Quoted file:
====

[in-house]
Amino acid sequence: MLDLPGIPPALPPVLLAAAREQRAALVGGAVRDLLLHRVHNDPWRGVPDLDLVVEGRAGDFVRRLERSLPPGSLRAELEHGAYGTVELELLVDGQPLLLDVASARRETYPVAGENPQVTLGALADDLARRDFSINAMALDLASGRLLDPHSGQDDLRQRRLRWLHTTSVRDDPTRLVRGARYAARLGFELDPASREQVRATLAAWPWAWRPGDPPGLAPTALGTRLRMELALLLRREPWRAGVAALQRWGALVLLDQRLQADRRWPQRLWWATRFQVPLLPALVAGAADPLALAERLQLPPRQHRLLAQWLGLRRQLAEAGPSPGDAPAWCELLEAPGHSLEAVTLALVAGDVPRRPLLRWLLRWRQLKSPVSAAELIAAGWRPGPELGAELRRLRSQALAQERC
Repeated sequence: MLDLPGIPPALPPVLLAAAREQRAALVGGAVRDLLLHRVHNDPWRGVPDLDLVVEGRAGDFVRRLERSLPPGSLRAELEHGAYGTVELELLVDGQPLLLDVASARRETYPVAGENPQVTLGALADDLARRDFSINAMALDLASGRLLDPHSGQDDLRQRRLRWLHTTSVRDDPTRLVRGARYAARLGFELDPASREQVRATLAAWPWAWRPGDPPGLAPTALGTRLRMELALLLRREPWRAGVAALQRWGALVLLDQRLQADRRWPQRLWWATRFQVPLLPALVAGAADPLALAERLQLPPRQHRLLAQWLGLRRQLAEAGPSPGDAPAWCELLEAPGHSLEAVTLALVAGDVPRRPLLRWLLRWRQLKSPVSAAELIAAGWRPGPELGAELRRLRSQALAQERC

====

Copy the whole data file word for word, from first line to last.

[in-house]
Amino acid sequence: MLDLPGIPPALPPVLLAAAREQRAALVGGAVRDLLLHRVHNDPWRGVPDLDLVVEGRAGDFVRRLERSLPPGSLRAELEHGAYGTVELELLVDGQPLLLDVASARRETYPVAGENPQVTLGALADDLARRDFSINAMALDLASGRLLDPHSGQDDLRQRRLRWLHTTSVRDDPTRLVRGARYAARLGFELDPASREQVRATLAAWPWAWRPGDPPGLAPTALGTRLRMELALLLRREPWRAGVAALQRWGALVLLDQRLQADRRWPQRLWWATRFQVPLLPALVAGAADPLALAERLQLPPRQHRLLAQWLGLRRQLAEAGPSPGDAPAWCELLEAPGHSLEAVTLALVAGDVPRRPLLRWLLRWRQLKSPVSAAELIAAGWRPGPELGAELRRLRSQALAQERC
Repeated sequence: MLDLPGIPPALPPVLLAAAREQRAALVGGAVRDLLLHRVHNDPWRGVPDLDLVVEGRAGDFVRRLERSLPPGSLRAELEHGAYGTVELELLVDGQPLLLDVASARRETYPVAGENPQVTLGALADDLARRDFSINAMALDLASGRLLDPHSGQDDLRQRRLRWLHTTSVRDDPTRLVRGARYAARLGFELDPASREQVRATLAAWPWAWRPGDPPGLAPTALGTRLRMELALLLRREPWRAGVAALQRWGALVLLDQRLQADRRWPQRLWWATRFQVPLLPALVAGAADPLALAERLQLPPRQHRLLAQWLGLRRQLAEAGPSPGDAPAWCELLEAPGHSLEAVTLALVAGDVPRRPLLRWLLRWRQLKSPVSAAELIAAGWRPGPELGAELRRLRSQALAQERC